In the illustration below, I provide two sourcing models (in case client companies do not consider App development part of their core IT capabilities). The solution at the left is for client companies which consider the App part of their primary sales/delivery channel towards their consumers. Think of the previously mentioned airliner, banks and other A-brand companies. For them it is crucial that the style of the corporate brand is reflected in the App and that it is very easy to use. This is the area of specialized niche vendors which employ very creative minds with an excellence sense for usability.
Opening up business rules, data and other technical stuff is not their cup of tea however and another vendor typically steps in (or the internal IT department if they have App developers). This second vendor creates everything that is needed to turn a nice looking presentation layer into a fully functional solution. On the right side of the illustration is a sourcing model where interface design is important, but not crucial. Here developers with some creativity, and after following the right courses, can develop the whole stack. The eye-candy part is not that important, it is first and foremost about the right functionalities. The target audience for these Apps are for example internal workers, business partners or for consumers if e-commerce is only of secondary importance of the company.
In short, the following topics are important when thinking about developing an App as a client company:
- Is App/HTML5 development a key capability or is it something I want to buy. Develop capabilities internally if ‘online’ is or will be a core part of the companies’ business model. Always ask help from niche players for concept development of critical B2C Apps.
- Ensure to include all functionalities required to create a fully functional App. It is easy to assume that an Enterprise Service Bus or a data repository will provide all that is needed, but in real life have back office environments the tendency to develop into complex eco-systems with all kinds of interfaces which are often not visible on the standard architecture drawing.
- Think of a mobile or tablet as one of the channels you can reach a consumer with. It can be a standalone solution, but by integrating them into an (online) consumer strategy it is likely to yield much higher returns.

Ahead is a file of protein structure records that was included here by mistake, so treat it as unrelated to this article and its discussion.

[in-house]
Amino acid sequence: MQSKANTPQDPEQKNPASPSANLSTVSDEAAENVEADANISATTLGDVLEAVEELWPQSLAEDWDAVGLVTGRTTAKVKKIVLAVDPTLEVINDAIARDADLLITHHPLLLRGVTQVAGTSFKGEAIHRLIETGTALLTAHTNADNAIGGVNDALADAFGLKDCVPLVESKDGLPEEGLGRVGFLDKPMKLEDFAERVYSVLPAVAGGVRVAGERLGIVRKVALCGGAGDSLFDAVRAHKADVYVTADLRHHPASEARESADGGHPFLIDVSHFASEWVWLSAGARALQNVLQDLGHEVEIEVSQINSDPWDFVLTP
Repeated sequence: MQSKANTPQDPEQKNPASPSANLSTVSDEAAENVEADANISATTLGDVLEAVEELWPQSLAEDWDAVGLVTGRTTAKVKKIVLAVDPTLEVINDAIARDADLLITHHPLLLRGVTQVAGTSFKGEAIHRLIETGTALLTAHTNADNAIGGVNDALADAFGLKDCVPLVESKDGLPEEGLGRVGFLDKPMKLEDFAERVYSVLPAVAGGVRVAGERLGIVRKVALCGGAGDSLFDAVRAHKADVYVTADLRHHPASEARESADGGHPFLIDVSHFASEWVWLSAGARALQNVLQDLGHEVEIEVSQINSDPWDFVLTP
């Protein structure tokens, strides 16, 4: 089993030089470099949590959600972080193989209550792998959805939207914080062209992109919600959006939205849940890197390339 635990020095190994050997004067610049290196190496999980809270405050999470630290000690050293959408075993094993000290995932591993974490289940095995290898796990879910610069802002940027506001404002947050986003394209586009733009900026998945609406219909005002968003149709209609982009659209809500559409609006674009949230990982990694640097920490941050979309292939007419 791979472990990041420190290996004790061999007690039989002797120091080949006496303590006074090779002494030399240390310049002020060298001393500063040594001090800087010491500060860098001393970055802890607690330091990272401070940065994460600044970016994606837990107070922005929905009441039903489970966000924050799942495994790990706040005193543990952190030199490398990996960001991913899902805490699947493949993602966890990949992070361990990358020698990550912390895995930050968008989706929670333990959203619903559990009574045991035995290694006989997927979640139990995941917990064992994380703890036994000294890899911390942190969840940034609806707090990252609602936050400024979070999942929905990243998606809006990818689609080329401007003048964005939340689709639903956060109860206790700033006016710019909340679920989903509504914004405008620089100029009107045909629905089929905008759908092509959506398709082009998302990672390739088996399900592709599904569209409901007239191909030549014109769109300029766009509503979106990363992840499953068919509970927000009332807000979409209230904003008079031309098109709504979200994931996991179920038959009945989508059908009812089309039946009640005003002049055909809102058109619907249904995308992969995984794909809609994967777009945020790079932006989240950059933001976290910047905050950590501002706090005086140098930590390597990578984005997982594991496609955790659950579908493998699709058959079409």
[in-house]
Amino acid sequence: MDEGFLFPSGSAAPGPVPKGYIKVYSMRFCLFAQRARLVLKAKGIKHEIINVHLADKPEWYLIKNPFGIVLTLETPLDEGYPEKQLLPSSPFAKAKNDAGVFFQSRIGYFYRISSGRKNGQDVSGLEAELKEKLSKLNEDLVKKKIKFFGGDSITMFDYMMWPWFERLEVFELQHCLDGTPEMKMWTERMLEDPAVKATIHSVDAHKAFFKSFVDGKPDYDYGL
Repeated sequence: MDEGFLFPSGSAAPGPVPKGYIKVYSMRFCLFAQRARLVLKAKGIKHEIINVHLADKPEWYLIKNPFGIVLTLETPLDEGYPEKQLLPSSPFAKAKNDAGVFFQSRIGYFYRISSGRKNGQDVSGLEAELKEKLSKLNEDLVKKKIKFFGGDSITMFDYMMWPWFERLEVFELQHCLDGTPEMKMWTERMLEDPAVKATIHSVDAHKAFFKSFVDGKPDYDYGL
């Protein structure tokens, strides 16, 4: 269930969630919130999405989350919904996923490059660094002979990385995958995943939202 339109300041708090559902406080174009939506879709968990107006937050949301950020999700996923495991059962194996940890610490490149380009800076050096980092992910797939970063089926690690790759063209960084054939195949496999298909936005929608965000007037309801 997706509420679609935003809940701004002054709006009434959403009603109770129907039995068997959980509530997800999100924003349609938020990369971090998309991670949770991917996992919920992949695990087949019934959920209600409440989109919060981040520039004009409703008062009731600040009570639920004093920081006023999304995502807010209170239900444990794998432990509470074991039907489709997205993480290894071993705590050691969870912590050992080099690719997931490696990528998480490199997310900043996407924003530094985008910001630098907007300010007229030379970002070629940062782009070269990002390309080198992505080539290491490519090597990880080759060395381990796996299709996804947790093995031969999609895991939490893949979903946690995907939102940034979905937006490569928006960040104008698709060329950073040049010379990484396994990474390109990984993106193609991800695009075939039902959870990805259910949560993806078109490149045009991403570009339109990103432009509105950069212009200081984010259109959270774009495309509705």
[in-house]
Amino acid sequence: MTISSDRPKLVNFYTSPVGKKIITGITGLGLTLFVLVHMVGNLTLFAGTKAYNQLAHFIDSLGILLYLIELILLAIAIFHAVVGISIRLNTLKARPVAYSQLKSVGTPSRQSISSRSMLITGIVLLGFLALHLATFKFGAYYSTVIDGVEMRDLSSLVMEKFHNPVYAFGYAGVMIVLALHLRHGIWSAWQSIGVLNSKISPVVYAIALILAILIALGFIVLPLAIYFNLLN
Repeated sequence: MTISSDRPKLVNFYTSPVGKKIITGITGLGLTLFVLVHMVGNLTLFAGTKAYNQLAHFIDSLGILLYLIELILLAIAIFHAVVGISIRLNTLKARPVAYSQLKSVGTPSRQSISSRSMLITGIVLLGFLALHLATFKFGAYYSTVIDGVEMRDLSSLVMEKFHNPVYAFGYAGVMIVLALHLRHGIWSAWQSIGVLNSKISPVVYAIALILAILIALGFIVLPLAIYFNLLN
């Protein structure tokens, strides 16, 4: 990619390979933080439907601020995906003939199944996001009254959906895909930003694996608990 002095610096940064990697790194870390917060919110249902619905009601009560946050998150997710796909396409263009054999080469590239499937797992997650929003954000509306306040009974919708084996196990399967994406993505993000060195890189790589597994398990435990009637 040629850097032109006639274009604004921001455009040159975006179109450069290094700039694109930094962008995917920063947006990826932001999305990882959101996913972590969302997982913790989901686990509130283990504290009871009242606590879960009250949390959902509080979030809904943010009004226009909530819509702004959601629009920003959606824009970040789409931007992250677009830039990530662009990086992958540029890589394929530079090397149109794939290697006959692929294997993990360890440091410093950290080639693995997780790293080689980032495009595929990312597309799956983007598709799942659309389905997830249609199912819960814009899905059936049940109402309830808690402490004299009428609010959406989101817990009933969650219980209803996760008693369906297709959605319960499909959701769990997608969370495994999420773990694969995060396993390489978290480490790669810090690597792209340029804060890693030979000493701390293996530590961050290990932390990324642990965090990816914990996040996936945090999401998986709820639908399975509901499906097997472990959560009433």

And the following when developing Apps as a vendor:
- Carefully pick your clients and types of Apps you want to develop. In my experience is it easier to more upstream than the other way around. What I mean is that developers which have created complex business applications are easier to train in mobile App development, than train an App developer in unraveling (legacy) back office systems. This would mean that traditional software developers are well positioned to take a considerable piece of the enterprise App cake.
- Decide whether you want to be brilliant in concept creation and interfacing or in the technology behind it. The skills, culture, leadership style etc required to do one of them are very different and cannot be part of the same team. You can focus on one and do a bit of the other, but it is always better to have a clear profile in the market. Client companies know the two things require a different type of person and do not expect to see both combined in one vendor.
- Push back towards the client if you find their requirements cover only half of the scope needed to build a working App. I recently spoke somebody from vendor A which had lost an App deal to vendor B on price, only to find the client going back to the vendor A after six months when they found out that vendor A had priced all functionalities needed for working an App. Here the client had made two mistakes a) not including the necessary scope in de RfP and b) not listening to arguments of vendor A why their price was higher. I am not saying that there will be a happy end every time, but it still happens.